The community collaboration capability of Teamcenter bridges the gap between diverse engineering applications and provides a lightweight, user-friendly view of the product. Embedded visualization capabilities combine models that were originally created in different CAD systems into virtual assemblies. A design review, for example, might combine turbine or process compressor components from various suppliers into a complete assembly. Reviewers can manipulate the assembly on screen for much more comprehensive design reviews. With web conferencing capabilities included in Teamcenter, it reduces the need to travel to participate in these design reviews and enables a much stronger process approach.
“Teamcenter is transforming the process of innovation through team collaboration,” says Alan Wilds, director of gas turbine product development, Siemens Energy. “We can now globally connect people in an instant, rather than having to schedule meetings days, or weeks, in advance. These improvements include not only our business’ own sites, but are extending to our many suppliers as well. Best of all, information is now much more secure and controllable as it crosses the globe.”
Wilds explains, “Teamcenter gives us better control of our intellectual property. Even though it’s internet-based, it significantly reduces the previous risks. We have high-encryption delivery of information over the internet that we can track. We know exactly who logs on and what they access. It’s far better control than we had previously, and in our business this is very important.”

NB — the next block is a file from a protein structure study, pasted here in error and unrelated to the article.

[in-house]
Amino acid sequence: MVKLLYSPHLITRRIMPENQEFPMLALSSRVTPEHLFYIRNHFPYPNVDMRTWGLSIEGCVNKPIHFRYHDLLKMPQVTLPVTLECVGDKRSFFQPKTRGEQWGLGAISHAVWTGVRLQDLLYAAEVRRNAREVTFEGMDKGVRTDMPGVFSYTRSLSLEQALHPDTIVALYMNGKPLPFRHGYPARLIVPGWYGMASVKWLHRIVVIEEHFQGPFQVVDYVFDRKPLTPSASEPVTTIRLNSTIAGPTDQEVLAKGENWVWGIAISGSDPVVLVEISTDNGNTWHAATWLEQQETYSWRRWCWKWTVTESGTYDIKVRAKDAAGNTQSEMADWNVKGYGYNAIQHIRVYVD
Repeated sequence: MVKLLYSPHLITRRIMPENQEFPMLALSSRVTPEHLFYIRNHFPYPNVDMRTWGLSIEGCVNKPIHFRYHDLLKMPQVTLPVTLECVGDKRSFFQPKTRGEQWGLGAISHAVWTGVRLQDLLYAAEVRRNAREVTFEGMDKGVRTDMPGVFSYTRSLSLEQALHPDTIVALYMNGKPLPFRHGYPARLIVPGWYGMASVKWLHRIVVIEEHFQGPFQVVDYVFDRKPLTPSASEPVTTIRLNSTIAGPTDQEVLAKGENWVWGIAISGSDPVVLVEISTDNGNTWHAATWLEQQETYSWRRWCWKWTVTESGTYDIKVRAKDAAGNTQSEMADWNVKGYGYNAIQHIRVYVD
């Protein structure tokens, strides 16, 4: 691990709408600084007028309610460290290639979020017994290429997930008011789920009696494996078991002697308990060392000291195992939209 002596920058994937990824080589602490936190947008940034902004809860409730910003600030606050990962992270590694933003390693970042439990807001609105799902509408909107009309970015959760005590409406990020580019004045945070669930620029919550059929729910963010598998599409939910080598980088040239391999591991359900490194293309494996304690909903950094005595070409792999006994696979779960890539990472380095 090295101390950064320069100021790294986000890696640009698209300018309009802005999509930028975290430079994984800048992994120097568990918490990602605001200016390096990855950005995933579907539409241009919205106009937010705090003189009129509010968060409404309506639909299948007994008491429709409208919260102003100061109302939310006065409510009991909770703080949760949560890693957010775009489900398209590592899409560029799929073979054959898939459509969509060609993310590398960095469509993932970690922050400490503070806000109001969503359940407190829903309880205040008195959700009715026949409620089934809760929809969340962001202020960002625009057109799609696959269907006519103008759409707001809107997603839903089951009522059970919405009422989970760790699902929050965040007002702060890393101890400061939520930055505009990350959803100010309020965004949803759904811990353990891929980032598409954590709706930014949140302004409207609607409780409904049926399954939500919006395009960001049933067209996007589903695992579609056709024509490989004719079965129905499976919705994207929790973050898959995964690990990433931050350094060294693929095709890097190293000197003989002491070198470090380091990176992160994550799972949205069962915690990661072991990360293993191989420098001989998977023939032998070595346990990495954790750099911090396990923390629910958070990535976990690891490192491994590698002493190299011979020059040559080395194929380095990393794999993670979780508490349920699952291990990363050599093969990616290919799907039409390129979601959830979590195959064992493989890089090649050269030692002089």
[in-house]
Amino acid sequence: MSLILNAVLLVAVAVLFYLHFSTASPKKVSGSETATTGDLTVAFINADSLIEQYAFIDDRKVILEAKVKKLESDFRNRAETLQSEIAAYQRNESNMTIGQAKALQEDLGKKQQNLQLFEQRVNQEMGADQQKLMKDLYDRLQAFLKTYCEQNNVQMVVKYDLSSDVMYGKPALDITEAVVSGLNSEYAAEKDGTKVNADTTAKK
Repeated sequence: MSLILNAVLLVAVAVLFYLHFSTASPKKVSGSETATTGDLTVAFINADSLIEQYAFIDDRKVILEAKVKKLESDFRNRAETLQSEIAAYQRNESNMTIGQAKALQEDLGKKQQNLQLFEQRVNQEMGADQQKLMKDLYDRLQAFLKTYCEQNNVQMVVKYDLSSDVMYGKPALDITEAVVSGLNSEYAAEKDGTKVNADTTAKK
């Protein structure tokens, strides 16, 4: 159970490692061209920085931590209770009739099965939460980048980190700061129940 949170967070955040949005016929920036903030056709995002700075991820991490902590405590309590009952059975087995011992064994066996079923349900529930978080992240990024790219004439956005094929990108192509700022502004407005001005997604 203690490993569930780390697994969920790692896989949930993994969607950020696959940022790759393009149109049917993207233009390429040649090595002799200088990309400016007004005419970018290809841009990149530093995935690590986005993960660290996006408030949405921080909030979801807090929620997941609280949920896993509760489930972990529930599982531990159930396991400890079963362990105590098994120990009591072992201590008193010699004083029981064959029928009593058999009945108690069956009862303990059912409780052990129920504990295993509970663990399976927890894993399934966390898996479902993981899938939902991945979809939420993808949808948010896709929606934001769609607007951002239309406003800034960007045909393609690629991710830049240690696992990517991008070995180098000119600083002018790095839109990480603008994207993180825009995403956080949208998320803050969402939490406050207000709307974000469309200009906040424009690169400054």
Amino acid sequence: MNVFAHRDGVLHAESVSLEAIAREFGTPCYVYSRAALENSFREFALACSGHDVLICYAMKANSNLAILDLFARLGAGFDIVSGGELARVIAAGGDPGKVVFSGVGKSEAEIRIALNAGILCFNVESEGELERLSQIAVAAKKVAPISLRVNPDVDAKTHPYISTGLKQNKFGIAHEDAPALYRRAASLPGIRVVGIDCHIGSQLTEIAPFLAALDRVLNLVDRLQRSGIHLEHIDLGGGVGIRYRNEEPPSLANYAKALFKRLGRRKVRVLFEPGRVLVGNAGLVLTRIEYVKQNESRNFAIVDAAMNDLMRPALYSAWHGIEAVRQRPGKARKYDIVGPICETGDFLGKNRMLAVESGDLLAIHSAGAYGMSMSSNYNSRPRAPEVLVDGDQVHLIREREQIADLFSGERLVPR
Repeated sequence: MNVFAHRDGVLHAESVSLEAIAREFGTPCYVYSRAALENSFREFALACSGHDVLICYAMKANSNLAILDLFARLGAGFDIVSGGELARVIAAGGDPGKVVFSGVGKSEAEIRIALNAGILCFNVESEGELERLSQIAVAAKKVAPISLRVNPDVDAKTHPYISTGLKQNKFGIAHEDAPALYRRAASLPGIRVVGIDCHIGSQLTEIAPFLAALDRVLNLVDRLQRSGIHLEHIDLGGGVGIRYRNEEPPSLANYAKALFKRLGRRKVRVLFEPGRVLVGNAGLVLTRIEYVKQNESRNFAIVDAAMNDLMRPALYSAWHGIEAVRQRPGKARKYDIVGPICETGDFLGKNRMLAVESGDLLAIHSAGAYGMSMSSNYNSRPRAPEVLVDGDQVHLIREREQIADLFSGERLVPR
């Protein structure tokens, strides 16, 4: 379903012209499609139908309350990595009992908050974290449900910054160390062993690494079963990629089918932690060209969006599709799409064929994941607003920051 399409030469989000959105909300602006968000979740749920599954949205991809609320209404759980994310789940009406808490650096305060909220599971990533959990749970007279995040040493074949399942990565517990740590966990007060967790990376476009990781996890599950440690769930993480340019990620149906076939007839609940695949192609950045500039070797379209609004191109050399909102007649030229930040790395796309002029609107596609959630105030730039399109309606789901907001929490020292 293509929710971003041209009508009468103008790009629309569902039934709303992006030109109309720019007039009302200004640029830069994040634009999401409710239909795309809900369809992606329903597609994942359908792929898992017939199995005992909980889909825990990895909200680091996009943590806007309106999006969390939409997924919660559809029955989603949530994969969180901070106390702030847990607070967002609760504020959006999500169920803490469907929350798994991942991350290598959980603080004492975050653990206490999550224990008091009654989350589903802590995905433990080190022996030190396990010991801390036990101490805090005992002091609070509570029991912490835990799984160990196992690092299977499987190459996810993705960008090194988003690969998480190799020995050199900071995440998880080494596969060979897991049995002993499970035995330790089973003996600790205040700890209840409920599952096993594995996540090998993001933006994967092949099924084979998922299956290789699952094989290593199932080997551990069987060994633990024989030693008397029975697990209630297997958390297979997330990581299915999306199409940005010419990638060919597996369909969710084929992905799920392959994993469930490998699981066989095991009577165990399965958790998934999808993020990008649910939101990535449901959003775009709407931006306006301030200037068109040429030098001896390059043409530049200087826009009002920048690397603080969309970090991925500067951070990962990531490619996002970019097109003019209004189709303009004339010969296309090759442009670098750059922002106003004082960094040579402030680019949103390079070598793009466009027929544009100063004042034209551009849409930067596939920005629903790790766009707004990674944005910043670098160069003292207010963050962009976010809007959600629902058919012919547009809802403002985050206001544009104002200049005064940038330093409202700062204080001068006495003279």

With people now collaborating more easily (fewer travel and document transfer delays) and effectively (better design reviews, more leveraging of engineering data), Siemens Energy anticipates a new level of productivity that will help the business meets its targets of faster time-to-market and lower non-conformance costs. Axel Hoynacki, head of Process Optimization and Product Standardization in Siemens’ Compressor Business, observes, “Global pressures hit us quite hard. We need to cross the physical boundaries of the world. With an integrated solution of Teamcenter and SAP, we have a great opportunity to accomplish this.”
Finally, the impact of Teamcenter on collaboration has helped improve quality at Siemens Energy. “With Teamcenter, we have seen a measurable reduction in design review time and increased re-use of designs,” says Hoynacki. “As a natural outcome – with more time available and better use of data – we also expect improved product quality. More specifically, with the correct data in hand, versus autonomous site development, non-conformance issues caused by geographic separation will be measurably reduced.”